A hyphen is used to join things, such as compound modifiers when an adjective and a noun combine to modify another noun: small-claims court, full-court press, three-hour opera.
But we do not use hyphens when, as is often the case in bureaucratic or corporate writing, noun modifies noun modifies noun: bandwidth functionality synergy or similarly meaningless terms. We also omit the hyphen when the adjective-noun compound has become a widely recognized unit: high school student, civil rights case.
The Associated Press Stylebook caused a low-grade hullabaloo recently by saying its editors are OK with omitting the hyphen in compounds such as third grade student. Insert or omit as you like, because the AP Stylebook is not the boss of you.
This is a dash: —
It is called an em dash because it is as wide as the letter M. The em dash is used to separate things, such as when a new thought breaks continuity—supposing you’re actually thinking.
Journalists are particularly susceptible to overusing the em dash, diminishing its effectiveness, merely to set off parenthetical phrases.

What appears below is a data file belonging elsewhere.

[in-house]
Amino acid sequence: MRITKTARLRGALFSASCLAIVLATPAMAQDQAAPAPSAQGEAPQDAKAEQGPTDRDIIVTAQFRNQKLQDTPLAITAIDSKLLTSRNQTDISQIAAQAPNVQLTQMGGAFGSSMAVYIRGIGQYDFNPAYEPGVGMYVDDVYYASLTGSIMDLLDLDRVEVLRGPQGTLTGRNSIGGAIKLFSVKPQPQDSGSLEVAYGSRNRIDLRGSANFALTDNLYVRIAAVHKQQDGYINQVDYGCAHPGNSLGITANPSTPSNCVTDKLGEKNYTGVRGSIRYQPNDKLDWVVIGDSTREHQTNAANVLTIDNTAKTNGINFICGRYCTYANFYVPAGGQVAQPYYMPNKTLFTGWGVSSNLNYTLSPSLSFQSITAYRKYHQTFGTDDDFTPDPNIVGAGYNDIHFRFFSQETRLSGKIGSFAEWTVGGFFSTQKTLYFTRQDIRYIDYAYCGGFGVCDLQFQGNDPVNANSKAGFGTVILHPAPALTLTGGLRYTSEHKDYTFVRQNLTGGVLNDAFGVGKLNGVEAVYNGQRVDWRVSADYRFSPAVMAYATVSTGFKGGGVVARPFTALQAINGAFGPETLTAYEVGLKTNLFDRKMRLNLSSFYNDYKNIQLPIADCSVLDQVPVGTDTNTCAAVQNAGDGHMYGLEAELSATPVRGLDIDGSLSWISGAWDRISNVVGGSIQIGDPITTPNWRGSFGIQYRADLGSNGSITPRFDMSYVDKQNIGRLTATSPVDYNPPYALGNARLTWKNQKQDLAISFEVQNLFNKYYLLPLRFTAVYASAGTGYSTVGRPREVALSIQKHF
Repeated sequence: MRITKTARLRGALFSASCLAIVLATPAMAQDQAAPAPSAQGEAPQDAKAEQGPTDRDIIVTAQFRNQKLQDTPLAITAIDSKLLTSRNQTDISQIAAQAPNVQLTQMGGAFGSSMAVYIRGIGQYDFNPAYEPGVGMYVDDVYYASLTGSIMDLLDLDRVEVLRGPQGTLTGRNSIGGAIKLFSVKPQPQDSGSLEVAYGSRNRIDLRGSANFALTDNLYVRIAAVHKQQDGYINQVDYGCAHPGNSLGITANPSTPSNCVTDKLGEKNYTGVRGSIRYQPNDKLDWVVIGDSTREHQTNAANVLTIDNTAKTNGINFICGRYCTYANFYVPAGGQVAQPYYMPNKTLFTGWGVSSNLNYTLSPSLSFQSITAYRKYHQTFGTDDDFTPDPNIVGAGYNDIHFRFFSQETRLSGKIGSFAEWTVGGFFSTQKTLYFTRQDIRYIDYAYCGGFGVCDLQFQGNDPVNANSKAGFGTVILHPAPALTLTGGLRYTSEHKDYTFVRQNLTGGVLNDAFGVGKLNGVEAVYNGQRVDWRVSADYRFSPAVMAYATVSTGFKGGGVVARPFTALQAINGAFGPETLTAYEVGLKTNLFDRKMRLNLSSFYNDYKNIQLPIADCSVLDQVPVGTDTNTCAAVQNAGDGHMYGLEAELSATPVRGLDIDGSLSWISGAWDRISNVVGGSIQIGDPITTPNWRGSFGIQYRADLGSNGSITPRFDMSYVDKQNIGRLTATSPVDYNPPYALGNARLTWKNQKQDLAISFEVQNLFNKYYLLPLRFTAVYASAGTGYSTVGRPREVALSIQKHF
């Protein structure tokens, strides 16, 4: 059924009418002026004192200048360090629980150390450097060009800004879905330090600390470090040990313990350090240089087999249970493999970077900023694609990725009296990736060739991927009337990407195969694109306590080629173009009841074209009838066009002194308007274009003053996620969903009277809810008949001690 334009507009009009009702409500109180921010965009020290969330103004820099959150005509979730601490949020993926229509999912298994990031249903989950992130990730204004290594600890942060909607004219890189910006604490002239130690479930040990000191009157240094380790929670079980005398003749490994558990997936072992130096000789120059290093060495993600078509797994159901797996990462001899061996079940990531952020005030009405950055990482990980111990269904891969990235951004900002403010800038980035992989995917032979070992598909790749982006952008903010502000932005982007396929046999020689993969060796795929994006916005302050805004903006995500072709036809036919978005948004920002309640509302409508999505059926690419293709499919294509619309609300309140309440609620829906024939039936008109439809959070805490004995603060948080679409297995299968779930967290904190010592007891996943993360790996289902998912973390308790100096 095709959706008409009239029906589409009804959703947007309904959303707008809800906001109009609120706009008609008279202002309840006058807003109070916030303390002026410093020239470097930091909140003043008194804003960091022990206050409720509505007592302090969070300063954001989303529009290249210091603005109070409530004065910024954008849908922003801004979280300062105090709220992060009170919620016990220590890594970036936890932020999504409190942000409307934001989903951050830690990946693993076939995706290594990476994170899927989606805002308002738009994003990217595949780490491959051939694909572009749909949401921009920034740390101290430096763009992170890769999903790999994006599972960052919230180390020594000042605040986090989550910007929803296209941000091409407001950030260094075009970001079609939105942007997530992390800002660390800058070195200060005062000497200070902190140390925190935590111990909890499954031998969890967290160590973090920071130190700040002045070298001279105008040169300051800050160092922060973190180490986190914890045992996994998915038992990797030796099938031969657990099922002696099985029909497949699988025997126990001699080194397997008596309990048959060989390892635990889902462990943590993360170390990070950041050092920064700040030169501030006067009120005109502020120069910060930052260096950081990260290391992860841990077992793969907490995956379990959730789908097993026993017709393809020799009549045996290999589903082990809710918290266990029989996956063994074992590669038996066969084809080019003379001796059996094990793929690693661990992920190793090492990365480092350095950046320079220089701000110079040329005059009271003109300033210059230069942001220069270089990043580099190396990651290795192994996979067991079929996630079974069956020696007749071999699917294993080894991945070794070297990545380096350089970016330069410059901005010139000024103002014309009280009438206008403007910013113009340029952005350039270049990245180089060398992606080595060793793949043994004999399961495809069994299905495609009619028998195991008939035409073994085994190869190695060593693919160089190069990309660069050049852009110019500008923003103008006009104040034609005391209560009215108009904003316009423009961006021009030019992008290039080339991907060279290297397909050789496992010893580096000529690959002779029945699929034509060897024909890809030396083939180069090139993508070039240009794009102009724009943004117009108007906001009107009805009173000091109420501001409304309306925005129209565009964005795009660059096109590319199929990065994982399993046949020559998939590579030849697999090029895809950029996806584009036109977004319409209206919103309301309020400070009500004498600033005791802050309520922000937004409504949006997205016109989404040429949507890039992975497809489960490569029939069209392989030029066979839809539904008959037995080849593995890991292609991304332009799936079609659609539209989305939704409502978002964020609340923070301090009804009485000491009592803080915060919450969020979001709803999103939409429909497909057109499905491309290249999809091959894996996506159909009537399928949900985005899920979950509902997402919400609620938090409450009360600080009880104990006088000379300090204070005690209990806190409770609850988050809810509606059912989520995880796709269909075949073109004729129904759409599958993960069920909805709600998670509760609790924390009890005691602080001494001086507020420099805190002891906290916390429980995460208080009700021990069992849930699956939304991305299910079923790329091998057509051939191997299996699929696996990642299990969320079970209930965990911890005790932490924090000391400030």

If you were trained to operate a keyboard on a typewriter, you may be accustomed to using two hyphens, --, to indicate a dash.
Stop doing that.
Find where the em dash lurks in your word processing software, under “symbols” or “special characters,” and start using it properly.
Some of you, I notice, use a single hyphen in place of a dash.
Stop doing that.
There is another dash, the en dash, the width of the letter N, that is used, for example, to separate the elements in a range: the years 1960–1969. The en dash is used mainly in book and journal publishing, so you may not have much call for it.